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Adventures in Programming: The Second Update

Posted by Night Lone, in Adventures in Programming 04 September 2014 · 471 views

Programming C++ Floating Point
So, I said I'd discuss problems and other things here gamedev related; so lets get started!

The biggest problem with game development, for newbies, in my opinion (could be wrong) is looking at the whole picture, think, "This is easy!" then do a few weeks work, learn that it's not as easy as was once thought of, and now all motivation is lost and you're thinking, "This is hard and sucks, and boring!" (okay, maybe not exactly that)

Well, the truth is, if you're always looking at the bigger picture, and you start doing the work, and you find out how big that picture really is, it'll always look like a giant. My suggestion is this:
1) Set realistic goals!

Don't say "I'm going to make a game engine in a week"...or a month...heck, don't even say a year, even though a year is possible. Why? For starters, "game engine" is very ambiguous, what features will the engine has? what language? whats the goal for the engine? and, most importantly, WHY are you making an engine?!

1.a) Set small realistic goals!

While this is basically the same as 1), I must reinforce "small" your end goal might be big, it might be huge, it might even be impossible, but if you take it one step at a time with small realistic goals, sometimes the impossible may be possible....you might die of old age when it's done...but that's another problem.

2) Don't move too fast!

I know, you just want to write code, and make a beautiful piece of art. But, if you move too fast, and try to learn too many things at once, you will over do it, and end up going slower than you planned. Also, another reason to take it slow is this: you'll find more bugs faster if you take it slow and think about your code before you code it.

3) Never slap a hack in your code!!

Sure, a hack can be fast and do the job; but the thing is, will it do the job well? Most hacks you'll put in code will cost you time later because you'll use that function with that hack, in an unexpected way, or someone else will, and boom, bug ville! Now you have to spend time and resources to find and fix that bug. Sure, it's your hack, and you know how to deal with it, so you write your code around that hack and you know it's limits. Someone else doesn't though. Also, while I'm at it, you may use a function, which uses another function, which ... uses that hack in an unexpected way, and boom, bug... and what's worse? Debugging it, removing that hack, and correcting your code and possibly correcting other code which works around the hack, takes time, and a lot of it!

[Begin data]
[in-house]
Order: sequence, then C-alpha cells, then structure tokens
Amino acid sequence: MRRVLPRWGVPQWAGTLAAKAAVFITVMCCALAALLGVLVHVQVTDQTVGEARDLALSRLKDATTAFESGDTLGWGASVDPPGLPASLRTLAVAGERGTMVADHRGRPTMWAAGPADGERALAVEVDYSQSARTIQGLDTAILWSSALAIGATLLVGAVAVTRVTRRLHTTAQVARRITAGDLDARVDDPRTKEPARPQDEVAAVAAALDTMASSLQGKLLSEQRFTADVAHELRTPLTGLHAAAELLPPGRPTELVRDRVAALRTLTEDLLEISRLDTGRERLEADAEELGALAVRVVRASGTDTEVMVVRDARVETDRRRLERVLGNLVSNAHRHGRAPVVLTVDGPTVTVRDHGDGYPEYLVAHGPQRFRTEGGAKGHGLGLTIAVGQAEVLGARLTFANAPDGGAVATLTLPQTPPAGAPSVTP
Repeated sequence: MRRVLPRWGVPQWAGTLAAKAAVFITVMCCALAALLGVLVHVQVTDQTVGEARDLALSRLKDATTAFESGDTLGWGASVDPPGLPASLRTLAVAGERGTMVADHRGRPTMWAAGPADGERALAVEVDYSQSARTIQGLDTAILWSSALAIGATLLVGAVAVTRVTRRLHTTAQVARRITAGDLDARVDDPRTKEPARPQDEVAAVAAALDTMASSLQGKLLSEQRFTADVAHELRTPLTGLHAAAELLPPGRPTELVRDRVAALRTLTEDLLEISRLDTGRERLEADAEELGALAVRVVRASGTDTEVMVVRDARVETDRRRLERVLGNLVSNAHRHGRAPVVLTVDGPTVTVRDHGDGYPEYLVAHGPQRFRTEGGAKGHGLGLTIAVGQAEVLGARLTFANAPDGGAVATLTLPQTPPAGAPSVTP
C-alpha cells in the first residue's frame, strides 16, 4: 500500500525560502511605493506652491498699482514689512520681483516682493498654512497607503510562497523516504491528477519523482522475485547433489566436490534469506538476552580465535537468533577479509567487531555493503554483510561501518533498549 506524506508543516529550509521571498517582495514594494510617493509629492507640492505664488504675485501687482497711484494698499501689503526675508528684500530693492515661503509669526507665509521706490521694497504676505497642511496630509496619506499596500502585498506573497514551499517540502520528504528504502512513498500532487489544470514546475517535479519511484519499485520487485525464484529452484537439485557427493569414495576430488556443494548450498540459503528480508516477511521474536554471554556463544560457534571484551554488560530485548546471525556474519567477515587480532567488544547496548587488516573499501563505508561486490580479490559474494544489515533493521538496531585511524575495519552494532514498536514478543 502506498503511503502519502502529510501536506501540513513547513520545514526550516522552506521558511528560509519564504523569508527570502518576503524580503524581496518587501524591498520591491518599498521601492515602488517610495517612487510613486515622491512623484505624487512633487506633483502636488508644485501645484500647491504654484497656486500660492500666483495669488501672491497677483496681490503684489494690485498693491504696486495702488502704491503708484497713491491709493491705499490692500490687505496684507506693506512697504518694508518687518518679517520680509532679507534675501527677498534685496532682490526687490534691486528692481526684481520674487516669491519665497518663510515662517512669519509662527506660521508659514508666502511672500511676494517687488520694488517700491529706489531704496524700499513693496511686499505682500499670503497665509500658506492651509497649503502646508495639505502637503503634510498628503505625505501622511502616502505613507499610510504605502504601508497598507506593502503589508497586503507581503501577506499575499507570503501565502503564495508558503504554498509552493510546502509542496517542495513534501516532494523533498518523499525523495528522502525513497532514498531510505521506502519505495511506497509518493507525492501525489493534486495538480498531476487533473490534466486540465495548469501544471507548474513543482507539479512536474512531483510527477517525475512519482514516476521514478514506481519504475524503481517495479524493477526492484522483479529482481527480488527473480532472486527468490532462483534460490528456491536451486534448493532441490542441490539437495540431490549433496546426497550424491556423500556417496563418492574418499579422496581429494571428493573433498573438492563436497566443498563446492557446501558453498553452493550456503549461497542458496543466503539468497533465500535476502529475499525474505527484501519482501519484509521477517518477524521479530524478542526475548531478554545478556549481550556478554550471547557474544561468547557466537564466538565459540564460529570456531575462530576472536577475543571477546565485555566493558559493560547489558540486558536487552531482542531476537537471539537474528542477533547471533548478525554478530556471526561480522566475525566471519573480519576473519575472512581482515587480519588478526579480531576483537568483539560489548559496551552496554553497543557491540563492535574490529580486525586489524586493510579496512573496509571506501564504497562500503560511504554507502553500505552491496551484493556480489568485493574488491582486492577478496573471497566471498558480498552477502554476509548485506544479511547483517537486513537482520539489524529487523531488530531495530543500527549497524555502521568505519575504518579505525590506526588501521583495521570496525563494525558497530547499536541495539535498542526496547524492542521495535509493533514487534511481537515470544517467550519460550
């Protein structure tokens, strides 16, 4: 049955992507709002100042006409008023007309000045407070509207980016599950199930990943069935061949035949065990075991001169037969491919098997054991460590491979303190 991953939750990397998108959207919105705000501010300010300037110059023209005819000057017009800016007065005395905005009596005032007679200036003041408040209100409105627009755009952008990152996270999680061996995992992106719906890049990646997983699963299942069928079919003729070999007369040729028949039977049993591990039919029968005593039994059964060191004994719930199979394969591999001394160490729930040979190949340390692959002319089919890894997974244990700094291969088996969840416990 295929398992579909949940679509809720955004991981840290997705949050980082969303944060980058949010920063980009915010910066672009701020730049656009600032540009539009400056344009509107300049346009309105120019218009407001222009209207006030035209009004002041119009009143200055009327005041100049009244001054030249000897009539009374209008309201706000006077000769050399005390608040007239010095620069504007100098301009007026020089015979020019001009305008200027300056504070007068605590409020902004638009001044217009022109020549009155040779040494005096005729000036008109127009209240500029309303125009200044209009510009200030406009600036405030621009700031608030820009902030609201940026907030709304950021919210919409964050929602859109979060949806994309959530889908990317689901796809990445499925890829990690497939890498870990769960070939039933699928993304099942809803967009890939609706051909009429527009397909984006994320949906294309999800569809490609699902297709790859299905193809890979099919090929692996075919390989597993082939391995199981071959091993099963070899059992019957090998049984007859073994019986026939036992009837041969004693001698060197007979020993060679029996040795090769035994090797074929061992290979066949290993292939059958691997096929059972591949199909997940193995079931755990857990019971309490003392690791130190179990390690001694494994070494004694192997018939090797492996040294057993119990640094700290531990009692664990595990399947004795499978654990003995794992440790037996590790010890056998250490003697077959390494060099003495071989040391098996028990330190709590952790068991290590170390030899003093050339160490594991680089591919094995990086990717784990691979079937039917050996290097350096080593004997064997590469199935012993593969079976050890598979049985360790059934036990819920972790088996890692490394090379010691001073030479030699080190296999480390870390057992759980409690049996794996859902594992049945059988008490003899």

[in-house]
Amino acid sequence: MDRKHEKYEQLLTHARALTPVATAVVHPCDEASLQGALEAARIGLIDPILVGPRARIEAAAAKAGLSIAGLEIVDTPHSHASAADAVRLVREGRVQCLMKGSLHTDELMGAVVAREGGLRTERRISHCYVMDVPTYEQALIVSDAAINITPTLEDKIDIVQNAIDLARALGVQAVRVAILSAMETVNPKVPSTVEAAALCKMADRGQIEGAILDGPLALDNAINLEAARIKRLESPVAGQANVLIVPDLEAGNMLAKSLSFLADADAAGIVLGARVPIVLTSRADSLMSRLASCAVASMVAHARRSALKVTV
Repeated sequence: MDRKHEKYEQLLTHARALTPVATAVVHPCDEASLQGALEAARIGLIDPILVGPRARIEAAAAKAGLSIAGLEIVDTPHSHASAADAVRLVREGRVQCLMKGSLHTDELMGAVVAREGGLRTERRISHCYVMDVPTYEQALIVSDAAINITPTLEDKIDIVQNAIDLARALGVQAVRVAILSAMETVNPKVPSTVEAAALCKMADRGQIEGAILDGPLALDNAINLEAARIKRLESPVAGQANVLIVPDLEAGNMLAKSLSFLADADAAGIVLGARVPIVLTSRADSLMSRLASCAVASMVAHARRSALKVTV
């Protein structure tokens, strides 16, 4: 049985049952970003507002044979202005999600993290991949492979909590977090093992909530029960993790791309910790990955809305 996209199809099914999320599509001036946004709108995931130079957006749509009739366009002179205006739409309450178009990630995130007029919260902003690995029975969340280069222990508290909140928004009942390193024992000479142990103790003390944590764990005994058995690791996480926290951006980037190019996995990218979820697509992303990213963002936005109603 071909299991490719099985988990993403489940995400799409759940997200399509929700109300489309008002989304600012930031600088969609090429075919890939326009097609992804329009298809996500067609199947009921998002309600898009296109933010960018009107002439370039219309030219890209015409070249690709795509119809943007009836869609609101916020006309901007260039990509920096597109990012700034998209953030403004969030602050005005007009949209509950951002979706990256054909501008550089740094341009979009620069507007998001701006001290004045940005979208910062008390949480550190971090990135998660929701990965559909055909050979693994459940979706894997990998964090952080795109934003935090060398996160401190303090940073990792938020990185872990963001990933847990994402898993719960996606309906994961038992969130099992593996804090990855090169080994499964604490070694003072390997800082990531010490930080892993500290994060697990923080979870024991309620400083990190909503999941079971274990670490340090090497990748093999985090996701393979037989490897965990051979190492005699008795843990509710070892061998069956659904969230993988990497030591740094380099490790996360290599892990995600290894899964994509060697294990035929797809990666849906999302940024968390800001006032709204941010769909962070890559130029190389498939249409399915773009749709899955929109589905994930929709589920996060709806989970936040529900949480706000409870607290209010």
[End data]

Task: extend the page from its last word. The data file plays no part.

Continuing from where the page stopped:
Hack = more unexpected bugs = unreliable code = fixing the bug/hack = writing the code correctly = time for each step

So, just skip the hack - fixing the hack part, and just write the code correctly in the first place!

4) When using floats and variables, 1.0f doesn't always mean 1.0f; It's better to have a margin for error, computer floating-point error Posted Image
5) Don't be afraid to ask questions.

So what you might be a noob, we all were at some point.

6) And, above all else: “Always code as if the guy who ends up maintaining your code will be a violent psychopath who knows where you live.” - Martin Golding

And yes, I had some floating point problems with my engine, forgot to make room for "floating point rounding errors" Pain in de Arse!

News about my engine:
For those who don't follow my Twitter (you really should, @nightlonegamer), I have Textures all done, got a few new classes to the 'family', GUI, GUIElement, GUIImage, and GUIButton. While I'm trying to stay independent from SDL2, so for those who may end up using my engine, they could, theoretically, rip out SDL2 and use Win32 or whatever they wish, it may end up difficult for me to not use SDL2 stuff here and there, I am trying to keep it nice and separate though.
Also, I'm gonna probably start doing some major reorganising of a few things, mainly refactoring and adding classes that need to be added. Going to work on my Blender exporter so that my engine can load my custom format*. Also, if I haven't said it in the last post, PNG files are now supported, and so is texturing, just need to fix my exporter to support the new things I've added! Right now I'm ignoring lighting, I really shouldn't, but I want a full exporter before I start playing around with that stuff...I can smell a game cooking up!! That or it's my brain frying...

*Little word of advice: Custom formats are good, only IF you're going to use them properly; also, they are a pain to make and implement, so, if you want to support your own format, go ahead, but I do recommend downloading a library that loads formats for you.

Anyhow, Enjoy your time! And I'm thinking of doing these every Wednesday night (or early Thursday, depends on your timezone). Program, and program well!

May the Code be with you....(sorry, star wars music is playing in the background xD)